Policy Choice: Theory and Evidence from Commitment via International Trade Agreements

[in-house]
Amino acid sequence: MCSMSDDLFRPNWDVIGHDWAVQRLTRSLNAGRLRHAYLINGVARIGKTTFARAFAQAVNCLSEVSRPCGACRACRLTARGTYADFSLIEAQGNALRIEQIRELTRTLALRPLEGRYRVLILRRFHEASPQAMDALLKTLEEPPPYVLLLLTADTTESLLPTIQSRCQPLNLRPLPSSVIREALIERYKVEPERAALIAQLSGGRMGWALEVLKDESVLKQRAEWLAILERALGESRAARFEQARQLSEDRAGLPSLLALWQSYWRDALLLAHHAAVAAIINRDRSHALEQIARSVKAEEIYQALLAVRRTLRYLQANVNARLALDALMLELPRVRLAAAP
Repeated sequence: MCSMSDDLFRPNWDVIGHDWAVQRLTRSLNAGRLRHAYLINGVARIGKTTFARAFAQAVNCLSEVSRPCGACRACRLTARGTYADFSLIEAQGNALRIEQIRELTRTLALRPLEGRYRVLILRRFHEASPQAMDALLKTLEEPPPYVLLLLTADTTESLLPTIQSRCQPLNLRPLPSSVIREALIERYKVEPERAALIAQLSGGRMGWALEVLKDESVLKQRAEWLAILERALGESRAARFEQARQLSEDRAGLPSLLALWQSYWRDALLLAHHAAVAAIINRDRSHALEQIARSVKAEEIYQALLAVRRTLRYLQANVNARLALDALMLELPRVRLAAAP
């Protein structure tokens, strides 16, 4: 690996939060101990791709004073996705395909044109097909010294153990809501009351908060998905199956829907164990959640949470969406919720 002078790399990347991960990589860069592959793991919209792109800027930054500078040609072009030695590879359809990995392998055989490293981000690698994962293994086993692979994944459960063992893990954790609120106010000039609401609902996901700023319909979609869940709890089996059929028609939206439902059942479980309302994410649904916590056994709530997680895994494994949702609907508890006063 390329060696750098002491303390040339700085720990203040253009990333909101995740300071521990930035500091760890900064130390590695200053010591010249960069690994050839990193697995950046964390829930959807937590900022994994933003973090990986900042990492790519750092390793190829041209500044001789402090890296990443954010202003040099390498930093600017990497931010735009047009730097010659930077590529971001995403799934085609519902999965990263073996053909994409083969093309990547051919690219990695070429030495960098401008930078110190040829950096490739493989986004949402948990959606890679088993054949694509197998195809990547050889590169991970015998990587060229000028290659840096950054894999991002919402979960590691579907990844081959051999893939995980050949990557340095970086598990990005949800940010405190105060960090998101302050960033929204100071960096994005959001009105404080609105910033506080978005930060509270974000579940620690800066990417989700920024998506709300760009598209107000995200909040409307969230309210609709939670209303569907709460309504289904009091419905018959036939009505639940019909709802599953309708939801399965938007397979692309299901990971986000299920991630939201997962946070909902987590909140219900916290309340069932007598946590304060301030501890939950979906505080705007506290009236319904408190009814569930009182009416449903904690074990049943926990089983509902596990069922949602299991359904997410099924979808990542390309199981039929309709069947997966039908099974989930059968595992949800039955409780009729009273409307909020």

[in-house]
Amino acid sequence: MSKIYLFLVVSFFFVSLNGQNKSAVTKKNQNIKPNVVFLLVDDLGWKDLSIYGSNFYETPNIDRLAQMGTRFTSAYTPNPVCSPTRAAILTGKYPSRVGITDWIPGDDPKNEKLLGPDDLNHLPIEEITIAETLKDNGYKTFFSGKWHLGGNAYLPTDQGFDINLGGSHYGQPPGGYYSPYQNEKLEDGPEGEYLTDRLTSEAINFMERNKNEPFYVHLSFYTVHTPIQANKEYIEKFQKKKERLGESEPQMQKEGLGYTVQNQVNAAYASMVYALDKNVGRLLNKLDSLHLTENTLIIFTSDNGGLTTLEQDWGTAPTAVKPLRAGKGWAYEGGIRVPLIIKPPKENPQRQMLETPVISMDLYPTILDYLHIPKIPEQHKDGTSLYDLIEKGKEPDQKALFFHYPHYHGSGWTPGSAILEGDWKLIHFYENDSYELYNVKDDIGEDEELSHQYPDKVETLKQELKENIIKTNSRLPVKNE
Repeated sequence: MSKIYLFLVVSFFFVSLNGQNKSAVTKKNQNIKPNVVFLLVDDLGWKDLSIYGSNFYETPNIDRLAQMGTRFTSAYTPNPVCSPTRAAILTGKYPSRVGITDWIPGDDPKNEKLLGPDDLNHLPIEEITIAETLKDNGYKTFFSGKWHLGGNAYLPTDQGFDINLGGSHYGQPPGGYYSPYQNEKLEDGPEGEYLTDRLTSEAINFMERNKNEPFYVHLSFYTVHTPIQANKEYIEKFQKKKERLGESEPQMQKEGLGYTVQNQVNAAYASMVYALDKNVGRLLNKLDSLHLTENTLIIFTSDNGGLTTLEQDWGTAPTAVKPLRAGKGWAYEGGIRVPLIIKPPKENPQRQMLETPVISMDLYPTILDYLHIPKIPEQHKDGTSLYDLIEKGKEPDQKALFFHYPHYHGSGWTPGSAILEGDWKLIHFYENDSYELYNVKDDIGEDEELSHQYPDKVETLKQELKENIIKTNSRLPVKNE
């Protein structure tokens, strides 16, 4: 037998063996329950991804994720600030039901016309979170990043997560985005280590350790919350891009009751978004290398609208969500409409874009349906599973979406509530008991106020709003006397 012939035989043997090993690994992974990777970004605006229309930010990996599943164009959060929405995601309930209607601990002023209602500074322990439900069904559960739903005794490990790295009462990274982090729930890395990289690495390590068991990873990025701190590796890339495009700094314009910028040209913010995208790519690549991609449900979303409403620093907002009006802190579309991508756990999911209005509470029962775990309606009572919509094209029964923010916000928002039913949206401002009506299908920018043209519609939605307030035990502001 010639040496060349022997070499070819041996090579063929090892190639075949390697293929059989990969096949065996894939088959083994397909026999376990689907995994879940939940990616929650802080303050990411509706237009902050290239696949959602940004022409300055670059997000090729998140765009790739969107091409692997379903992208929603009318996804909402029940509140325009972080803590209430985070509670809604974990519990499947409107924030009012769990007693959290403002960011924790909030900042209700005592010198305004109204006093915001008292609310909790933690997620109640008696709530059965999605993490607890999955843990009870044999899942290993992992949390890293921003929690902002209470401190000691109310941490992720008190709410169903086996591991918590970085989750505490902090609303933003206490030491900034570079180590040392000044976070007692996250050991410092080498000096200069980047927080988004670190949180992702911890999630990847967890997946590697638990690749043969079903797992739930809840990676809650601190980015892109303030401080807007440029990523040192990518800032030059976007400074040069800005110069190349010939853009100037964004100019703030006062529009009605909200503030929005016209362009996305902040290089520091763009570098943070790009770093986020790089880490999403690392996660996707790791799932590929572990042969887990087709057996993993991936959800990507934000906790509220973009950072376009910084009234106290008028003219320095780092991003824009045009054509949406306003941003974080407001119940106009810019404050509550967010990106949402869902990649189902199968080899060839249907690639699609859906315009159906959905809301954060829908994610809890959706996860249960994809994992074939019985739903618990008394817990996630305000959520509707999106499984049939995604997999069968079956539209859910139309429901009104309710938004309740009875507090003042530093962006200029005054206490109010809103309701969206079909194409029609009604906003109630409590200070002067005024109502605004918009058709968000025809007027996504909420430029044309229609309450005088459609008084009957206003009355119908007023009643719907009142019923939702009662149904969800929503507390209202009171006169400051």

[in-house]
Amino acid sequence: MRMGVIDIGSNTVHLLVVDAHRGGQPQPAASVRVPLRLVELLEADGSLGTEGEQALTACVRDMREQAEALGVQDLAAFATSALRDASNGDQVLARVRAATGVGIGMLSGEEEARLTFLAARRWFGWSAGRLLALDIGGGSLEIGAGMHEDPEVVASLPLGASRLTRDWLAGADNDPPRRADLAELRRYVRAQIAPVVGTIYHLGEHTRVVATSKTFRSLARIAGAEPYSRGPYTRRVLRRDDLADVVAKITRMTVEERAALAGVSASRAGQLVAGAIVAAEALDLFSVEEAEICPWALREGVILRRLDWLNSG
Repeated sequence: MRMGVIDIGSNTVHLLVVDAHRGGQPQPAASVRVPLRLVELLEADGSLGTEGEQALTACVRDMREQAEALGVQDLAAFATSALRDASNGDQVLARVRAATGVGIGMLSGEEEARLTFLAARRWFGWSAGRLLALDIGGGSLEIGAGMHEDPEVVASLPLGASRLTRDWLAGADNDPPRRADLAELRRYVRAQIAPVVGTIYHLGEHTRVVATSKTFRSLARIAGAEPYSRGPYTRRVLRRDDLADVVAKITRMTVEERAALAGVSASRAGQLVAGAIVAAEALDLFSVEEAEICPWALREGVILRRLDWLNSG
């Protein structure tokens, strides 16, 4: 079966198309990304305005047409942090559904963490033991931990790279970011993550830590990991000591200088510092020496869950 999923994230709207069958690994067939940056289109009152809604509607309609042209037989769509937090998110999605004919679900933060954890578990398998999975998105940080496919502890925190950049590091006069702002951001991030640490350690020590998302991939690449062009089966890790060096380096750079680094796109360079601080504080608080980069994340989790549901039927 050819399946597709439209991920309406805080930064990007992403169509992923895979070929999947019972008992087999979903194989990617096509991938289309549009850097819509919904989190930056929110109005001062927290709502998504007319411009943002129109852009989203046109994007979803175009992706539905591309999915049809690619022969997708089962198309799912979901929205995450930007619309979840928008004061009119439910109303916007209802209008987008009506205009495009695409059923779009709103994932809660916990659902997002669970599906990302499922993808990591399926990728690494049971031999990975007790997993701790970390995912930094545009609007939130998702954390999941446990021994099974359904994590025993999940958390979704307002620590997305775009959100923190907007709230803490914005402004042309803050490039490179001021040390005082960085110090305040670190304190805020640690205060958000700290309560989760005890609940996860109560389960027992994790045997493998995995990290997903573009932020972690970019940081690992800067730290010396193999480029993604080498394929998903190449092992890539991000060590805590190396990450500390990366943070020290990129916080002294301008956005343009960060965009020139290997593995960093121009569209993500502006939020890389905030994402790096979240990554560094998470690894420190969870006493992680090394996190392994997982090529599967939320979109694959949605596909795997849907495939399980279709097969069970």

Why do governments employ inefficient policies when more efficient ones are available for the same purpose? We address this puzzle in the context of redistribution toward special interest groups (SIGs) by focusing on a set of important policies: tariffs and non-tariff barriers (NTBs). In our policy choice model a government can gain by committing to constrain tariffs through international agreements even if this leads to the use of less efficient NTBs; commitment has political value because it improves the bargaining position of a government that is weak relative to domestic SIGs. Using detailed data we find support for several of the model's predictions including: (i) tariff commitments in trade agreements increase the likelihood and restrictiveness of NTBs but not enough to offset the original tariff reductions; (ii) tariff commitments are more likely to be adopted and more stringent when the government is weaker relative to a SIG. Thus, the results can explain the use of inefficient policies for redistribution and suggest that the bargaining motive is an important source of the political value of commitment in international agreements.